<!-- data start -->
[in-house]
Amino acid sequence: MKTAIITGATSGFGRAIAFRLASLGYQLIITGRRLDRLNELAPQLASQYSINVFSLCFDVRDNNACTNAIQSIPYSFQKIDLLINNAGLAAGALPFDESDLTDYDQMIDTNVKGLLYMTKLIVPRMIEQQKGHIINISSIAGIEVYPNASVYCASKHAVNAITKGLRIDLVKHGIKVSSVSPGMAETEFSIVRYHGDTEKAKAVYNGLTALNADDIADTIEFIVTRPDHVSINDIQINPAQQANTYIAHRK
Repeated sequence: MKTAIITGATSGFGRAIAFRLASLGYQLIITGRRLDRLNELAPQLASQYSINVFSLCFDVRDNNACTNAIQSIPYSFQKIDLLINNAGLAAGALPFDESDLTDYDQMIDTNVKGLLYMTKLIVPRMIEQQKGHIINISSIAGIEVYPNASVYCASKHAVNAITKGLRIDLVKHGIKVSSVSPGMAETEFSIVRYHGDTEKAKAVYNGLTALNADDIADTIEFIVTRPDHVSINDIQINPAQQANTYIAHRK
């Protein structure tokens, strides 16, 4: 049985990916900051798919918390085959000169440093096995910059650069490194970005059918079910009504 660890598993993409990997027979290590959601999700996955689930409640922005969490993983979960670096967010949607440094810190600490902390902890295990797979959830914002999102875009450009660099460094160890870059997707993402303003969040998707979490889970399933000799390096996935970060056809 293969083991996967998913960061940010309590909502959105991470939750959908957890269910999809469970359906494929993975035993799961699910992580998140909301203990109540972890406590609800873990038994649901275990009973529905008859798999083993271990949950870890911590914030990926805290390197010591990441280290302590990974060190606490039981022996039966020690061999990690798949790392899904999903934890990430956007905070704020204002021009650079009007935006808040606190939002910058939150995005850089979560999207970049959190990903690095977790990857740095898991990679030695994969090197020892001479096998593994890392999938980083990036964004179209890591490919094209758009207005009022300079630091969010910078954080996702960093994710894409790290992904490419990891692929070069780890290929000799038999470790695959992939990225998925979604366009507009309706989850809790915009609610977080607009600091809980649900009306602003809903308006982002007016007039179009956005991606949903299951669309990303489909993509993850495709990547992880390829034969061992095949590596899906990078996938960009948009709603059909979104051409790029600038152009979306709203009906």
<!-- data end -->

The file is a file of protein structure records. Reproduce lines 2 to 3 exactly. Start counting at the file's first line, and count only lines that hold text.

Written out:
Amino acid sequence: MKTAIITGATSGFGRAIAFRLASLGYQLIITGRRLDRLNELAPQLASQYSINVFSLCFDVRDNNACTNAIQSIPYSFQKIDLLINNAGLAAGALPFDESDLTDYDQMIDTNVKGLLYMTKLIVPRMIEQQKGHIINISSIAGIEVYPNASVYCASKHAVNAITKGLRIDLVKHGIKVSSVSPGMAETEFSIVRYHGDTEKAKAVYNGLTALNADDIADTIEFIVTRPDHVSINDIQINPAQQANTYIAHRK
Repeated sequence: MKTAIITGATSGFGRAIAFRLASLGYQLIITGRRLDRLNELAPQLASQYSINVFSLCFDVRDNNACTNAIQSIPYSFQKIDLLINNAGLAAGALPFDESDLTDYDQMIDTNVKGLLYMTKLIVPRMIEQQKGHIINISSIAGIEVYPNASVYCASKHAVNAITKGLRIDLVKHGIKVSSVSPGMAETEFSIVRYHGDTEKAKAVYNGLTALNADDIADTIEFIVTRPDHVSINDIQINPAQQANTYIAHRK